Church was always special…I remember it as beautiful; filled with Easter lilies and everyone dressed in their Easter best! At that age, I remember church being especially long, when all I could think about was the dinner and the Easter egg hunt that awaited me at home! Now, I appreciate Easter and how my faith has always inspired and renewed each season, and how stirred I am to do His work with love.
But, food for me was, and is always, my favorite part of any holiday, and Easter is no exception. My family had a traditional ham marinated in Vernors ginger ale and adorned with pineapple rings and cloves, creamy scalloped potatoes, orange-pineapple Jello mold, peas and carrots, seven-layer salad, pickled and deviled eggs and of course, pie! My mother usually made cream pies for Easter - lemon and coconut cream were family favorites!
In the picture shown, circa 1966 or so, my family is posing at my dear Aunt Margie’s farm on a lovely Easter Sunday! I smile every time I see this picture, as it was obviously taken before today’s slick cameras. The “hatchet head” was a common problem for many picture takers back then, especially my Aunt Margie. She was always cutting someone’s head off, such as my poor daddy’s! I also love this picture because it shows how everyone got dressed up back then! I am not sure why dressing up for events has fallen out of favor, but I sure wish people would respect all the special events in our lives and dress up for them.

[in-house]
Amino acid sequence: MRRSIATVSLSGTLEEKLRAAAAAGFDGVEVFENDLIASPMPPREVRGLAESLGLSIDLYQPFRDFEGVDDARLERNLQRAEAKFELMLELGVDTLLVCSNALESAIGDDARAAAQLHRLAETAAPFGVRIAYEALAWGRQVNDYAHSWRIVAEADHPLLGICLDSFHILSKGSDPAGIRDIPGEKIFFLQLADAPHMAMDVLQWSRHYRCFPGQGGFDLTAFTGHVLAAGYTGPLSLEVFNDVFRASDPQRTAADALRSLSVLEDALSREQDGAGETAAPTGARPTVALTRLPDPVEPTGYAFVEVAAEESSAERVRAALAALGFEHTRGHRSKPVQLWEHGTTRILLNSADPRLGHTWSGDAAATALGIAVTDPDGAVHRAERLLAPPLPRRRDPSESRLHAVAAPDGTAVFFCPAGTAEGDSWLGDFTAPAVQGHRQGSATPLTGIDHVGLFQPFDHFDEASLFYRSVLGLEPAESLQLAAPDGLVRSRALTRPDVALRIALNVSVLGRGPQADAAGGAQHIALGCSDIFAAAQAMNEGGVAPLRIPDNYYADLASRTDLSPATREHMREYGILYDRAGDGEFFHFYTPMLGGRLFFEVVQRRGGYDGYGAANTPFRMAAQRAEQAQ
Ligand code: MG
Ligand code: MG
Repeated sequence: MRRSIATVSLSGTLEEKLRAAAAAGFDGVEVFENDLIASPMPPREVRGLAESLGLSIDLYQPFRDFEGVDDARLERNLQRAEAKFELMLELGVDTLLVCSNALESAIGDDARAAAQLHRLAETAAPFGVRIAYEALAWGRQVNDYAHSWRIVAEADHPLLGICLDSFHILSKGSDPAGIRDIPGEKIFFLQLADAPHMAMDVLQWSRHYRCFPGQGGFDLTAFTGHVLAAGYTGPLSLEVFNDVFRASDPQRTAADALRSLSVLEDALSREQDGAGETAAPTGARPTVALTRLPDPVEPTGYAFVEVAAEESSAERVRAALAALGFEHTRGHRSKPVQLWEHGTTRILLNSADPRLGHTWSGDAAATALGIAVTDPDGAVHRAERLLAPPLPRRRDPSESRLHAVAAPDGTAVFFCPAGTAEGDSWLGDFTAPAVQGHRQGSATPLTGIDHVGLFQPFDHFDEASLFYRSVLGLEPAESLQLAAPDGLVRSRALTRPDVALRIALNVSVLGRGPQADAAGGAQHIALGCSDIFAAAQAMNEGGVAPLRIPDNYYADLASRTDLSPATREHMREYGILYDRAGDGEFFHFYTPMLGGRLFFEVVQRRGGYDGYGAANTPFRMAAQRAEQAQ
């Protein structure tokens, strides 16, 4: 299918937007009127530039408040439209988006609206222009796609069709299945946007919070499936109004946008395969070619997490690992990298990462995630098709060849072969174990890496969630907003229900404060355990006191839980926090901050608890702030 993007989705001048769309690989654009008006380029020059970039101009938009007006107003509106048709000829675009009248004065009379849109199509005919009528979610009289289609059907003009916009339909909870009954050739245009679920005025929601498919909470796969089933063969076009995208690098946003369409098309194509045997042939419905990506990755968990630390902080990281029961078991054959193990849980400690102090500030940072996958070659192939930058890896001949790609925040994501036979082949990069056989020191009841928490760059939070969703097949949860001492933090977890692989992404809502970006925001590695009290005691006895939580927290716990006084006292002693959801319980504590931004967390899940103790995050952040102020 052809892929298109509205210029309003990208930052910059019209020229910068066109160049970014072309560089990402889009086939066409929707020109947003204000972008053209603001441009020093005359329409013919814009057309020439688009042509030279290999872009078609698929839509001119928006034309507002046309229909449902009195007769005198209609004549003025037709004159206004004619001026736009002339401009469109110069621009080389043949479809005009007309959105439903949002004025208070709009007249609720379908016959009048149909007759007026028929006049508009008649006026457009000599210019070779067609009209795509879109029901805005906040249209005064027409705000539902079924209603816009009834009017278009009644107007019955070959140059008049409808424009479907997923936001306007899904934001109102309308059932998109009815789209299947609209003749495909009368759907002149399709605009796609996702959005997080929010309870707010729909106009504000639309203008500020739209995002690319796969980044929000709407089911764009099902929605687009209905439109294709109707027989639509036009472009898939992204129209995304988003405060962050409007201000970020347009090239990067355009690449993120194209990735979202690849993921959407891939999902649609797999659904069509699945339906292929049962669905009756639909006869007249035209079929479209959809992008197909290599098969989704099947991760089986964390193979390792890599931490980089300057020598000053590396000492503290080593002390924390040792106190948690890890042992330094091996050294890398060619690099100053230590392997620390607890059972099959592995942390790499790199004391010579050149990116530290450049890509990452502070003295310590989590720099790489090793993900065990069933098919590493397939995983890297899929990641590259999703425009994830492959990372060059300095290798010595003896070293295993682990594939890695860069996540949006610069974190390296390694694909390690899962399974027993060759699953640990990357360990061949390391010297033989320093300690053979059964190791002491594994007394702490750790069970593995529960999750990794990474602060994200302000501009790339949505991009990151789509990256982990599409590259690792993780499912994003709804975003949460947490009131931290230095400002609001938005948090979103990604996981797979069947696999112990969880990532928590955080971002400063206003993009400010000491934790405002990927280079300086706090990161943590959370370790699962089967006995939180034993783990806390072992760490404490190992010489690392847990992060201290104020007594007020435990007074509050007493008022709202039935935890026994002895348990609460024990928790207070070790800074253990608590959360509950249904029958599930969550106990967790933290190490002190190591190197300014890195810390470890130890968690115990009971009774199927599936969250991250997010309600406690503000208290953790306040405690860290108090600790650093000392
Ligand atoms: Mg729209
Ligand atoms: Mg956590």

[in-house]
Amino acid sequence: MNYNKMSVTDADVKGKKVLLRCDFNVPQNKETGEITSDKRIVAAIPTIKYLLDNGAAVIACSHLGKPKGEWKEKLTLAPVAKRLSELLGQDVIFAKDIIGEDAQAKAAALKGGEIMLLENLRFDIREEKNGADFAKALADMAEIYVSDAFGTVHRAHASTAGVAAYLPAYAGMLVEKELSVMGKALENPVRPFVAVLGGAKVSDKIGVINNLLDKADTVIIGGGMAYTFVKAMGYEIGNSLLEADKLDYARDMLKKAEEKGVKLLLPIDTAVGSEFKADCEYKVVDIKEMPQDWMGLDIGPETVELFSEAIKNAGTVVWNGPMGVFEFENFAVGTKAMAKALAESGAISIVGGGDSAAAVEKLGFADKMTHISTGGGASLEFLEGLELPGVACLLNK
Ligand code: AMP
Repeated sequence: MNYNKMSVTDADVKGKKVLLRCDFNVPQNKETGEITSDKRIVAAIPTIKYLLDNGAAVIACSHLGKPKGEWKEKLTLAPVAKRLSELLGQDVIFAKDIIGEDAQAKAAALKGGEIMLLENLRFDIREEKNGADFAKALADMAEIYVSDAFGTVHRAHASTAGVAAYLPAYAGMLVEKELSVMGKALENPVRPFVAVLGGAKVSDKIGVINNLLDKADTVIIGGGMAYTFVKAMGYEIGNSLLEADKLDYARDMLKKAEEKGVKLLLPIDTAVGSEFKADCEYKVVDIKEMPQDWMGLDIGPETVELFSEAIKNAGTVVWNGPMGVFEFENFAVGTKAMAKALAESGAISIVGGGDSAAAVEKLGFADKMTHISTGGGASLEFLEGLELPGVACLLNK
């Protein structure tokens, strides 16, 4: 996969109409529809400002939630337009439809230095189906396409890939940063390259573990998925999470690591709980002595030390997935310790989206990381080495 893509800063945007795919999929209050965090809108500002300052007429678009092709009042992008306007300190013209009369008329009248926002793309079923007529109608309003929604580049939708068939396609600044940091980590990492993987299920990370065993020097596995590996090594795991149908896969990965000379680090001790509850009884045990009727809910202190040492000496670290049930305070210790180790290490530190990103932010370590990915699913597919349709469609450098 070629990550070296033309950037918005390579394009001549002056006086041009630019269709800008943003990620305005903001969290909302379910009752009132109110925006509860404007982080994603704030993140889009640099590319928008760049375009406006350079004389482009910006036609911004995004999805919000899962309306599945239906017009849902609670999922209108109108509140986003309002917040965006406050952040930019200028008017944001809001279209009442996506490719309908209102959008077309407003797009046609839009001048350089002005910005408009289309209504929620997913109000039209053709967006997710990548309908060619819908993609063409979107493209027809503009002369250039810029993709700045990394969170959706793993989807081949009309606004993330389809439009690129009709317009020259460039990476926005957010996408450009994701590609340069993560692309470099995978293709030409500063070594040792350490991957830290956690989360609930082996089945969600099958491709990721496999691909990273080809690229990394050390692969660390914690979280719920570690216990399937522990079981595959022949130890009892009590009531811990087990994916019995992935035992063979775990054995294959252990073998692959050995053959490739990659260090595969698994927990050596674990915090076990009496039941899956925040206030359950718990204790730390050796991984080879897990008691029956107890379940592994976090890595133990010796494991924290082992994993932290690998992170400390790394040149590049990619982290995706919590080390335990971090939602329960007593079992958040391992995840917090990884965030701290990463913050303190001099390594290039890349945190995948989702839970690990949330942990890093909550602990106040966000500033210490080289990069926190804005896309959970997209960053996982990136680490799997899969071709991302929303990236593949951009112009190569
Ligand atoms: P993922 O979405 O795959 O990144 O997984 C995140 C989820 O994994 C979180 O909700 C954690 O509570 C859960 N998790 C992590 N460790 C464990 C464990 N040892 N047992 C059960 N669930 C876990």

Let’s remember Easter, as we did in the past and make it lovely with a grateful heart, an inspired spirit, a yummy dinner, a delicious pie, and/or a new dress or tie! :)
Eat pie, love life, Linda xoxoxxo
“If ever I go looking for my heart's desires again, I won't look any further than my own backyard.” -- L. Frank Baum
I am not sure there is a more revered word than “home”. For me, no matter how tiring, frustrating, or melancholy my day might be, when I drive into my old farmhouse's driveway, my heart is filled with a soft and joyful peace.
Home is where our hearts stand still with tranquility, regardless of brick or mortar. Just the mere thought of home takes us back to a world of love and serenity – where all is right with the world.